LTTP or ‘late to the party’ pieces are opportunities for me to catch up and write about games I missed out on the first time around. They may contain spoilers.
“The more it changes, the more it stays the same.”
That phrase is applicable to nearly every sequel but I didn’t think it would apply to The Witcher 2: Assassins of Kings. The Witcher was an isometric mouse driven role playing game. The sequel was from the third person perspective, running on a completely different graphics engine and was at home with the Xbox 360 controller. But despite their obvious differences, the two CD Projekt RED titles were more alike than I ever imagined.
The same rich universe that I enjoyed in the first game was fleshed out further in Assassins of Kings. More kings were introduced, new lands and Witchers were unveiled. I was loving this overwhelming lore and medieval politics but I didn’t have a clue what they were talking about. I felt like a newcomer that happened to catch a new an episode of Game of Thrones midway through.
Thankfully I didn’t need context to make the decisions presented to me. Every conflict and decision was made after gathering the necessary information. It often meant I had to interview, intimidate or influence people into giving the information I wanted. The wealth of information divulged through conversation was mesmerizing. It reminded me of Mass Effect’s method of doling out its lore and backstory.
In the first title, Geralt of Rivia was known for his potions, magic and his twin blades. In the sequel, Geralt learned how to craft traps and throw knives on top of his old tricks. I didn’t spend much time with those traps though. I stuck with Geralt’s old tricks. I rolled, knocked over foes with magic and dealt the appropriate blade in order to overcome Geralt’s enemies.
I heard the original release of The Witcher 2 was a bit cumbersome to get a hold of but the Enhanced Edition’s tutorial did an amicable job showing off the combat system. Still, even with the increased difficulty, I found the combat was easily broken by “cheap” tactics. Enemies were afraid to cross certain invisible barriers and I used that to kill off monsters that I had no business thwarting so early.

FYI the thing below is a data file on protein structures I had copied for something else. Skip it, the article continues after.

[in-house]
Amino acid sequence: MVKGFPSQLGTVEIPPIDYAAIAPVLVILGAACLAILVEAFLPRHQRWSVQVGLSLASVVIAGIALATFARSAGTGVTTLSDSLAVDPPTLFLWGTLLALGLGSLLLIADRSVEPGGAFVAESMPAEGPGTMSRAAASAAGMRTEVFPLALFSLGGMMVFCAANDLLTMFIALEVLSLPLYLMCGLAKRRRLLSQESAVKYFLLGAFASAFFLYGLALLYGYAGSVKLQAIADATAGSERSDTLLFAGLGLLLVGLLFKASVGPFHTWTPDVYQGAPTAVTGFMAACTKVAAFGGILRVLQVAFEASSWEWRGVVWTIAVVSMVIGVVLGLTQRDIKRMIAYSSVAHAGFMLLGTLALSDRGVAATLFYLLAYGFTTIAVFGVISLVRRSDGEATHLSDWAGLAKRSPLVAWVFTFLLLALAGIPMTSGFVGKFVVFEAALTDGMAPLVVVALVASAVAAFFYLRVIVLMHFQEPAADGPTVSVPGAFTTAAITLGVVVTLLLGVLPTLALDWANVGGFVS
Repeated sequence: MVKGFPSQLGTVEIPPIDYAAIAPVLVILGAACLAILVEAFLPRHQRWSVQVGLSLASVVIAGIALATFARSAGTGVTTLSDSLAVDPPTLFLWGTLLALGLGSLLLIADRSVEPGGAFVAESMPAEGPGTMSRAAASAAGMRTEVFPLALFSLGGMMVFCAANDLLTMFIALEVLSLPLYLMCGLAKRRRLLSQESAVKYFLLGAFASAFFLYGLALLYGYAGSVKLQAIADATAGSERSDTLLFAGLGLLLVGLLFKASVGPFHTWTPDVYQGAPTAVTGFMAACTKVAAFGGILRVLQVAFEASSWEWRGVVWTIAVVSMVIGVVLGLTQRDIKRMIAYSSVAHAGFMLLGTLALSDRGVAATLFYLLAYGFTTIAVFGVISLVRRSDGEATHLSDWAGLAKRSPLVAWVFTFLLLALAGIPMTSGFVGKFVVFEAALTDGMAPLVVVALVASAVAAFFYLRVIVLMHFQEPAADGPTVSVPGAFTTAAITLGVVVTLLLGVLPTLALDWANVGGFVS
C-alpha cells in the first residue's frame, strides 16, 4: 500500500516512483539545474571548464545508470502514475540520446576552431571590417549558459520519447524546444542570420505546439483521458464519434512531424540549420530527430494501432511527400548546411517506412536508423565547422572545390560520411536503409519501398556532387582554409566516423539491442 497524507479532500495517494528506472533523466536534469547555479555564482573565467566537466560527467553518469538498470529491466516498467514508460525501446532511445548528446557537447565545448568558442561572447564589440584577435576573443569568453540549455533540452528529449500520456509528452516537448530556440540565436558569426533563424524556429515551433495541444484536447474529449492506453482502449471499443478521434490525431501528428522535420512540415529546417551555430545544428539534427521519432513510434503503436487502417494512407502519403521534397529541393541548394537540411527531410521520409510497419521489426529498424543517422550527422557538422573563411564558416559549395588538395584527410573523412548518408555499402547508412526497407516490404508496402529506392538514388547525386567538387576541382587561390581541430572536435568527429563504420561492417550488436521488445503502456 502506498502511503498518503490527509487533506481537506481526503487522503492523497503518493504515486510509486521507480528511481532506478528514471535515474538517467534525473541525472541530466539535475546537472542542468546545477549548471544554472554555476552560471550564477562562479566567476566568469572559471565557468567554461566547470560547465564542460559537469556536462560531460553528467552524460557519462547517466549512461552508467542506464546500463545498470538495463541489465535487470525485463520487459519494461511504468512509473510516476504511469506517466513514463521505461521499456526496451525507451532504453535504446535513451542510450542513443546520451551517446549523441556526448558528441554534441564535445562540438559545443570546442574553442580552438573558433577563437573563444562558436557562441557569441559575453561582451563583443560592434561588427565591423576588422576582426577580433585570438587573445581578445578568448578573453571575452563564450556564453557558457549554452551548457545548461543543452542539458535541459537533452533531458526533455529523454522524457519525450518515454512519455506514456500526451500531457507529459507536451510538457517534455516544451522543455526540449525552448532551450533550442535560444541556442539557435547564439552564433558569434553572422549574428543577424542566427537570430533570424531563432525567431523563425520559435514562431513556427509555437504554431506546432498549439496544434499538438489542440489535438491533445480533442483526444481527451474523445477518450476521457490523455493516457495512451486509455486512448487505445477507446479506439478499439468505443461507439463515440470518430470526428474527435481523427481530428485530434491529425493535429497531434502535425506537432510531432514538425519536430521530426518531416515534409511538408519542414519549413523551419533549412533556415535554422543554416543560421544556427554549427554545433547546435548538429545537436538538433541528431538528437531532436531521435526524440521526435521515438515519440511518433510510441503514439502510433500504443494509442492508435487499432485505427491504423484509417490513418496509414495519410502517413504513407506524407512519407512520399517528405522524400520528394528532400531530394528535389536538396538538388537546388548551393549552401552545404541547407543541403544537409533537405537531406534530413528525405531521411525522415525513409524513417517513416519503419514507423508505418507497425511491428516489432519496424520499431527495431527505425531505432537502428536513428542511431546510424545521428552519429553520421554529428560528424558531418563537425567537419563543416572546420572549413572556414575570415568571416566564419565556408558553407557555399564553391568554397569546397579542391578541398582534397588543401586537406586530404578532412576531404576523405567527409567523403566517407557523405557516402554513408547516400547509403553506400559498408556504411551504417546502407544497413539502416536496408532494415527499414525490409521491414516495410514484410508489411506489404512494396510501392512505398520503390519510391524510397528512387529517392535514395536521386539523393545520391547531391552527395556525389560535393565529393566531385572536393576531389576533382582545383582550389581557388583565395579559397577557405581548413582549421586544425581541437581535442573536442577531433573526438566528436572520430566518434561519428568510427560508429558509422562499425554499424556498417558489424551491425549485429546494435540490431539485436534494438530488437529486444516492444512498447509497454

The game was divided into three chapters with each chapter housing a unique town and area to explore. I was fine with the separation in the first title but I wished for a seamless world tying all three regions together. Each region felt too isolated by themselves. Given what little I knew about each region, it felt like three separate adventures featuring Geralt of Rivia and friends.
To be fair, I wasn’t looking for a sprawling landscape like Skyrim. I enjoyed the densely packed design of each area. There was just enough running around to make it feel spacious but not too much to make it feel like a slog. I hear The Witcher 3: Wild Hunt will feature a Skyrim-esque world, I just hope they maintain the density of each area.
The mark of a great middle chapter is to leave the audience wanting more. The Witcher 2 delivered the cliffhanger that but they could have dedicated another ten hours or so to flesh out the overarching story. I didn’t mind conversing with NPCs but having the antagonist dispense exposition detailing his motives over the course of the entire campaign was an inelegant solution. It felt rushed.
I actually imported my save from the first Witcher game into the sequel and I wish to continue my version of events in The Witcher 3: Wild Hunt. With some finessing and tweaking, I managed to eke out 1080p and mostly 60FPS in this game. I’m not so confident I can do the same with The Witcher 3 which is why I’m considering finishing this trilogy on Sony’s console.
That sentiment sums up how I feel about The Witcher series: I enjoy the game on a moment to moment basis but I have no attachment to the overarching story. I just love “living” in its world and doing what Witchers do. Consorting with whores, dwarves and kings who deliver their lines convincingly makes me wish CD Projekt RED made a Game of Thrones game. They’re immensely talented and they’re slowly honing their craft with each passing game.
For more information on The Witcher 2: Assassins of Kings Enhanced Edition, visit the official website.
2010 PC Rev. 1.3 was used to play The Witcher 2: Assassins of Kings Enhanced Edition.